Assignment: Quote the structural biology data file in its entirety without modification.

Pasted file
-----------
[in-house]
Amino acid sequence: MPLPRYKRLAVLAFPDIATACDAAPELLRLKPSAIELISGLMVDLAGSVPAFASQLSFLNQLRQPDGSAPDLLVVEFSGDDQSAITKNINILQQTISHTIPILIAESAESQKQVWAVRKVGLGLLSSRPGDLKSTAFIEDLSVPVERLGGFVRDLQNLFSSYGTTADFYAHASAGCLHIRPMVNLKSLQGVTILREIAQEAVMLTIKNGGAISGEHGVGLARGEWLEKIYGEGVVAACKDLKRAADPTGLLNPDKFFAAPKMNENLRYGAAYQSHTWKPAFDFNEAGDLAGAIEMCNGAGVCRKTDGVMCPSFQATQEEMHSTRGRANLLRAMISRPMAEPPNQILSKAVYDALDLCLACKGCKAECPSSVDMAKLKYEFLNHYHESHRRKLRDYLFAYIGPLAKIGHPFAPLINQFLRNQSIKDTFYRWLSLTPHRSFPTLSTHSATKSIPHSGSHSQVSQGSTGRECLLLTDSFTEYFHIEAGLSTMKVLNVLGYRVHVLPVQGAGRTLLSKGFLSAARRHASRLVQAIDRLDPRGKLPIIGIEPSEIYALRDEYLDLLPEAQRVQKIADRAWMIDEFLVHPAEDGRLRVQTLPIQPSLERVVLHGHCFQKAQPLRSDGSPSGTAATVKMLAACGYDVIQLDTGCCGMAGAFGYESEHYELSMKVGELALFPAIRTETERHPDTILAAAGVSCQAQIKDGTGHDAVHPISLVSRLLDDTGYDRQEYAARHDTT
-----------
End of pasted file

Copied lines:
[in-house]
Amino acid sequence: MPLPRYKRLAVLAFPDIATACDAAPELLRLKPSAIELISGLMVDLAGSVPAFASQLSFLNQLRQPDGSAPDLLVVEFSGDDQSAITKNINILQQTISHTIPILIAESAESQKQVWAVRKVGLGLLSSRPGDLKSTAFIEDLSVPVERLGGFVRDLQNLFSSYGTTADFYAHASAGCLHIRPMVNLKSLQGVTILREIAQEAVMLTIKNGGAISGEHGVGLARGEWLEKIYGEGVVAACKDLKRAADPTGLLNPDKFFAAPKMNENLRYGAAYQSHTWKPAFDFNEAGDLAGAIEMCNGAGVCRKTDGVMCPSFQATQEEMHSTRGRANLLRAMISRPMAEPPNQILSKAVYDALDLCLACKGCKAECPSSVDMAKLKYEFLNHYHESHRRKLRDYLFAYIGPLAKIGHPFAPLINQFLRNQSIKDTFYRWLSLTPHRSFPTLSTHSATKSIPHSGSHSQVSQGSTGRECLLLTDSFTEYFHIEAGLSTMKVLNVLGYRVHVLPVQGAGRTLLSKGFLSAARRHASRLVQAIDRLDPRGKLPIIGIEPSEIYALRDEYLDLLPEAQRVQKIADRAWMIDEFLVHPAEDGRLRVQTLPIQPSLERVVLHGHCFQKAQPLRSDGSPSGTAATVKMLAACGYDVIQLDTGCCGMAGAFGYESEHYELSMKVGELALFPAIRTETERHPDTILAAAGVSCQAQIKDGTGHDAVHPISLVSRLLDDTGYDRQEYAARHDTT